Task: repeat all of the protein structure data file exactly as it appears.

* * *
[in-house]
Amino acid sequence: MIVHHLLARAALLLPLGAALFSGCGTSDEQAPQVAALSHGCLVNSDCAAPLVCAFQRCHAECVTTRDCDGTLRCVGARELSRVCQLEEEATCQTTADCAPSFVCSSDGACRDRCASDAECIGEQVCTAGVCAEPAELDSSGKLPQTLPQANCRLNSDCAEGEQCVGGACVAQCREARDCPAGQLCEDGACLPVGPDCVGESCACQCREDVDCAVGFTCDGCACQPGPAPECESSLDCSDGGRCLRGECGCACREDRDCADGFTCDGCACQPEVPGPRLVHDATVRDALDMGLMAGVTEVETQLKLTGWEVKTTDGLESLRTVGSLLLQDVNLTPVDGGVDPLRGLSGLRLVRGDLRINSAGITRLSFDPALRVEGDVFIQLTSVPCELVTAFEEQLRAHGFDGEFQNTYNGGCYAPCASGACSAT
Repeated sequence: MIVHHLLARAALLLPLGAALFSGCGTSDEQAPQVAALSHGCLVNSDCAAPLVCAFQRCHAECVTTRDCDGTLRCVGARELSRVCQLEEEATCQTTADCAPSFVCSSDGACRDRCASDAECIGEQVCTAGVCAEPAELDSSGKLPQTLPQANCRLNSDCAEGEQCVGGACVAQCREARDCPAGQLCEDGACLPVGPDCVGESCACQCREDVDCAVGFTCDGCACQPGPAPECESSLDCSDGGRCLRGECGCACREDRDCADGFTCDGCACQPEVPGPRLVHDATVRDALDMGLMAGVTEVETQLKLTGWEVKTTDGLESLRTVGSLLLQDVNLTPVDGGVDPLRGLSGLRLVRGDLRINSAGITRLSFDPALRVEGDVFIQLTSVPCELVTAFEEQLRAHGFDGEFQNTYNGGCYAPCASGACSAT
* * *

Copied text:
[in-house]
Amino acid sequence: MIVHHLLARAALLLPLGAALFSGCGTSDEQAPQVAALSHGCLVNSDCAAPLVCAFQRCHAECVTTRDCDGTLRCVGARELSRVCQLEEEATCQTTADCAPSFVCSSDGACRDRCASDAECIGEQVCTAGVCAEPAELDSSGKLPQTLPQANCRLNSDCAEGEQCVGGACVAQCREARDCPAGQLCEDGACLPVGPDCVGESCACQCREDVDCAVGFTCDGCACQPGPAPECESSLDCSDGGRCLRGECGCACREDRDCADGFTCDGCACQPEVPGPRLVHDATVRDALDMGLMAGVTEVETQLKLTGWEVKTTDGLESLRTVGSLLLQDVNLTPVDGGVDPLRGLSGLRLVRGDLRINSAGITRLSFDPALRVEGDVFIQLTSVPCELVTAFEEQLRAHGFDGEFQNTYNGGCYAPCASGACSAT
Repeated sequence: MIVHHLLARAALLLPLGAALFSGCGTSDEQAPQVAALSHGCLVNSDCAAPLVCAFQRCHAECVTTRDCDGTLRCVGARELSRVCQLEEEATCQTTADCAPSFVCSSDGACRDRCASDAECIGEQVCTAGVCAEPAELDSSGKLPQTLPQANCRLNSDCAEGEQCVGGACVAQCREARDCPAGQLCEDGACLPVGPDCVGESCACQCREDVDCAVGFTCDGCACQPGPAPECESSLDCSDGGRCLRGECGCACREDRDCADGFTCDGCACQPEVPGPRLVHDATVRDALDMGLMAGVTEVETQLKLTGWEVKTTDGLESLRTVGSLLLQDVNLTPVDGGVDPLRGLSGLRLVRGDLRINSAGITRLSFDPALRVEGDVFIQLTSVPCELVTAFEEQLRAHGFDGEFQNTYNGGCYAPCASGACSAT